When people ask me how old JW is, and I tell them 2.5, they inevitably respond, “Oh, the terrible twos!” No”, I say, “I like to call them the TERRIFIC Twos!” Yes, he has tantrums and is starting to exert more independence, but I think that’s terrific, truly! I’ve actually learned a lot so far by watching him be a two-year-old.
It feels good to have a tantrum every now and then. We learn at a young age to not express our feelings out loud, especially if they are perceived as negative. But crying and screaming can be terrifically therapeutic. If you don’t believe me, try screaming at the top of your lungs the next time you are alone in your home or car. Or try it right now! Doesn’t that feel better?
The people that matter will still love you when you express your feelings of frustration and anger. There is nothing that my son could say or do that would change how much I love him. Once he’s done screaming and throwing himself on the ground and calms down, I like to give him a great big hug and kiss. I’ve discovered that sometimes honestly expressing my feelings can be a catalyst for much-needed change.
I have tantrums everyday in my head. At some point we stop tantruming out loud, but that doesn’t mean we aren’t still screaming inside. JW says things out loud that I usually only dream of saying in the presence of other humans. Maybe I can’t always say what’s bothering me out loud, but it’s a good idea to get it out somehow before things bubble over. Journaling is a tool that I never use enough. Talking to a friend or praying are other healthy outlets for getting it out.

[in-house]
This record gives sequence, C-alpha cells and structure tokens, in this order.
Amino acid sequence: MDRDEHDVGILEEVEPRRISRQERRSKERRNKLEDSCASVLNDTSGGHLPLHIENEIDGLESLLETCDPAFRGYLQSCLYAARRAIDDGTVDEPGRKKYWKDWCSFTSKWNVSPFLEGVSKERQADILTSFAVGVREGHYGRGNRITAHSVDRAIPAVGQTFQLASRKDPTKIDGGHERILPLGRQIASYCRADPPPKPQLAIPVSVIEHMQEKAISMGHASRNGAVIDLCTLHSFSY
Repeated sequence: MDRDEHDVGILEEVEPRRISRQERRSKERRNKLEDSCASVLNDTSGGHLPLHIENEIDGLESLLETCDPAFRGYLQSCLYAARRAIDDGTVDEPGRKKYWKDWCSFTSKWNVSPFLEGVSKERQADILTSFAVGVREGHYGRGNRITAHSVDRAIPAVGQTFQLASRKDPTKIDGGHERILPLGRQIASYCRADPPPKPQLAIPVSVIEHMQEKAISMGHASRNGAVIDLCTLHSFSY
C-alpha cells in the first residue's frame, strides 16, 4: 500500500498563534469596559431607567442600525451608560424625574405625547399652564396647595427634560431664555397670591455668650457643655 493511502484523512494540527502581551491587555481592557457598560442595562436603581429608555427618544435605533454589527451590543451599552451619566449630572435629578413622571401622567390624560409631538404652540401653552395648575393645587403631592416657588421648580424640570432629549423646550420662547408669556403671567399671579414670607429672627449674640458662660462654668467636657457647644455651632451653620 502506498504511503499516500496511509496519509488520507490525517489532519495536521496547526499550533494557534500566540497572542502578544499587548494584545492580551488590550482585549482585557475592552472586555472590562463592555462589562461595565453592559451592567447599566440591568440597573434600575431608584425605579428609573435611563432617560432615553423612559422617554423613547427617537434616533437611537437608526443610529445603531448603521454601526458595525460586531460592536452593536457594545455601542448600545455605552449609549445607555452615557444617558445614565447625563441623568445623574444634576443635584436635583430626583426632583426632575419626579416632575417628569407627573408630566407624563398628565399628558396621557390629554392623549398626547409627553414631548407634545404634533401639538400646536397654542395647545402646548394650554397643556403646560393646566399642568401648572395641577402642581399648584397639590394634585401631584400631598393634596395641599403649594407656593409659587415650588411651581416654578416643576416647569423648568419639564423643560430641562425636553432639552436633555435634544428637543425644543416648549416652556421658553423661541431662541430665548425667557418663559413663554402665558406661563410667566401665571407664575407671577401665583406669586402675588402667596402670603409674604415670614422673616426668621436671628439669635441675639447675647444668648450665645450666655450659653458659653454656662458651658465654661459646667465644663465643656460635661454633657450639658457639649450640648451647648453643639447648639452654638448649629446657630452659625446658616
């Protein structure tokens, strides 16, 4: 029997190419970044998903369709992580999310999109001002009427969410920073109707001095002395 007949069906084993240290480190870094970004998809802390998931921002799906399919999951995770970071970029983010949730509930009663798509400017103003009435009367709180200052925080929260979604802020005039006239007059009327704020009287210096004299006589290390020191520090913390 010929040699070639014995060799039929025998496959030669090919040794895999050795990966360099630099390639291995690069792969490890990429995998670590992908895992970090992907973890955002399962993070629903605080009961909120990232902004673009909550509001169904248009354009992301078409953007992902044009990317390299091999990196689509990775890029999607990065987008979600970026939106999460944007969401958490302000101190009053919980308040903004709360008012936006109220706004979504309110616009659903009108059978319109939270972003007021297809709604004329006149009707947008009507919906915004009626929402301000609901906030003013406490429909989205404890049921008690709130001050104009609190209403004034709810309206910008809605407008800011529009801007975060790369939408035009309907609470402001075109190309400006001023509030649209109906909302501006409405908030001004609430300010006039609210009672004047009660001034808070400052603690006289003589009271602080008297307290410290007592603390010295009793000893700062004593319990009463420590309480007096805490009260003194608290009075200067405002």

I can try new things. Think about it, we’re constantly asking our kids to take a chance on new things like vegetables, toys, doctors, restaurants, clothes, routines, the list goes on. Kids ask us to do new things all the time too, like singing The Wheels on the Bus to keep them awake on the car ride home or helping them to find the monsters in the living room. The point is, it’s never too late to try something new. Hmmmm, now to figure out what that might be.
Naps are a nice way to reboot. OK, so I didn’t really learn this from my two-year-old, but I bet lots of moms may have forgotten this one. Sometimes when so many things are going on at once, the only way to reboot my brain is to take a nap. Same for my two-year-old. Everything looks different after a nap. When’s the last time you took a nap? I take one everyday while my son is napping, so when I leave a playdate to get him home for a nap, guess what? I’m going home to nap too!
Things don’t need to be perfect to be good or good enough. Sure, I can dress my son quicker than he can do it himself, but he doesn’t learn anything from that. I can put him in his car seat, but he can climb in there just fine by himself and click the buckle (as long as I get the straps on correctly). I can carry him up the stairs in less time than it takes him to climb, but that doesn’t build his muscles or his confidence. Sometimes letting your kid do things on their own can be so hard as a parent, but it’s what helps them to learn and grow. It’s not always perfect or pretty, but it’s all part of life. Likewise, I have to cut myself some slack too. The house is nowhere near perfectly clean, but right now there are more important things to attend to. Just like I do with my son, I can celebrate when I do something well, or even attempt to do it well, and the rest will get better over time.
What has your terrific two-year-old taught you?